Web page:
Next it was time for a full on media panic about the airports as the wicked, wicked, wicked unions planned their wicked, wicked strike! My god, those wicked, wicked Muslim types will be swarming in with backpacks filled with Semtex. Come on. Does the media really think that the boys with the long beards living in Pakistani caves will suddenly jump to their feet and punch the air when they tune into the World Service? Come on Abdul, we’re in business here! Load up the bang, bang  and get onto quick. The way is clear! Mark Sewotka has done a Moses job and opened a path. What utter nonsense. If Al Queda have anything in mind they will have been planning it for years. It is what they do. Or try to at least. They’ll already be here and will have been so for a while, probably all their lives. They are not hanging around the Souk on the off chance that Mark Sewotka will call his guys out on strike.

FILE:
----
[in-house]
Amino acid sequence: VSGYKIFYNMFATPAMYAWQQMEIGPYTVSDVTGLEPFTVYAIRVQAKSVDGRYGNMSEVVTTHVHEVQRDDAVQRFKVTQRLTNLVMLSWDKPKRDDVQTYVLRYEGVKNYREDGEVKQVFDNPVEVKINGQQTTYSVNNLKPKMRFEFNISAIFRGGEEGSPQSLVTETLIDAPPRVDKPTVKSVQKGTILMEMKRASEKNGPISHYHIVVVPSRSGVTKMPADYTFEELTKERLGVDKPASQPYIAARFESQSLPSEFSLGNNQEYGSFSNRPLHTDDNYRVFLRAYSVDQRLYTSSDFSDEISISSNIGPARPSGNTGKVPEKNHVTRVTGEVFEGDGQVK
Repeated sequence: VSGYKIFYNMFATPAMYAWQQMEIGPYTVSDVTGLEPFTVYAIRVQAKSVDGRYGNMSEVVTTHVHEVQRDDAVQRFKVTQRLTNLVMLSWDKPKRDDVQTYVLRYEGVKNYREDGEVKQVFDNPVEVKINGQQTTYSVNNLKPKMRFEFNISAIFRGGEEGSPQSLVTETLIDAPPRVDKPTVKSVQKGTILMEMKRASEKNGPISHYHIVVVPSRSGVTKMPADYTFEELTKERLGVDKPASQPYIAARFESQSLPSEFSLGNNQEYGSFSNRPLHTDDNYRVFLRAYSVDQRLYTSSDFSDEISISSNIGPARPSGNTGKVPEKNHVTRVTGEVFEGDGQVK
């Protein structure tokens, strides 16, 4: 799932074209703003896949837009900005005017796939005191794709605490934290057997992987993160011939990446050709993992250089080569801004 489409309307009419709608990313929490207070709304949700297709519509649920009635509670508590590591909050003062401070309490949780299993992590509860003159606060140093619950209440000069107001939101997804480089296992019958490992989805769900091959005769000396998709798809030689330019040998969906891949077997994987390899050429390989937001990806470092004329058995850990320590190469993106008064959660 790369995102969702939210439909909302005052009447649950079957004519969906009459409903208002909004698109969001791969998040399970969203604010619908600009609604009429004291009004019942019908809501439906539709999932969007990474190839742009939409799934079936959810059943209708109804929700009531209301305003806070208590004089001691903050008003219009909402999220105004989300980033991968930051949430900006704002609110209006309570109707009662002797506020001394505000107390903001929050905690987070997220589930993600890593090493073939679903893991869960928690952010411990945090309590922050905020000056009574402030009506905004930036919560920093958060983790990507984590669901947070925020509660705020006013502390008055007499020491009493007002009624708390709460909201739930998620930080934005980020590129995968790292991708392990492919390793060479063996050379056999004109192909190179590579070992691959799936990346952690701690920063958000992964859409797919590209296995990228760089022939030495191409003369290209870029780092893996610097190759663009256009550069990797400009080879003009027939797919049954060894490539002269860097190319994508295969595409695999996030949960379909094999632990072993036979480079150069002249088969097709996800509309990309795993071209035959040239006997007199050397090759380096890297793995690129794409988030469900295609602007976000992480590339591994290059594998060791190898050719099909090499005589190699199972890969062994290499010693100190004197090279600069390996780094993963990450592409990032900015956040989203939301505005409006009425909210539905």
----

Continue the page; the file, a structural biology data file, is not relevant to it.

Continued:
Opening ceremony. And yes, the bits I saw on the news were great. But what did it show? Danny was tasked with showcasing what Britain is all about with a particular emphasis on the Asian market. So what did we say to the Chinamen with all the cash? Once we were rural. Then for a while we did factories. Then we blew the country’s savings on two life or death tussles with the Germans. And even when we were broke we produced the NHS out of the hat. Fair enough. And the bit we can be proud about our Empire history is the fact that we have become genuinely multi-cultural. Fair enough. But what do have now that the rest of the world wants. Once upon a time it was ships and trains and cars and clothes and cutlery. Now it is Mr Bean, Saint David, James Bond and the Queen. The Chinese have all the money and they make all the stuff. We have creative guys and a bunch of celebs. Forget the ship yards and steel mills. We have Saint David. Football, celebs and the Royal Family. The last assets of Great Britain Plc. Christ.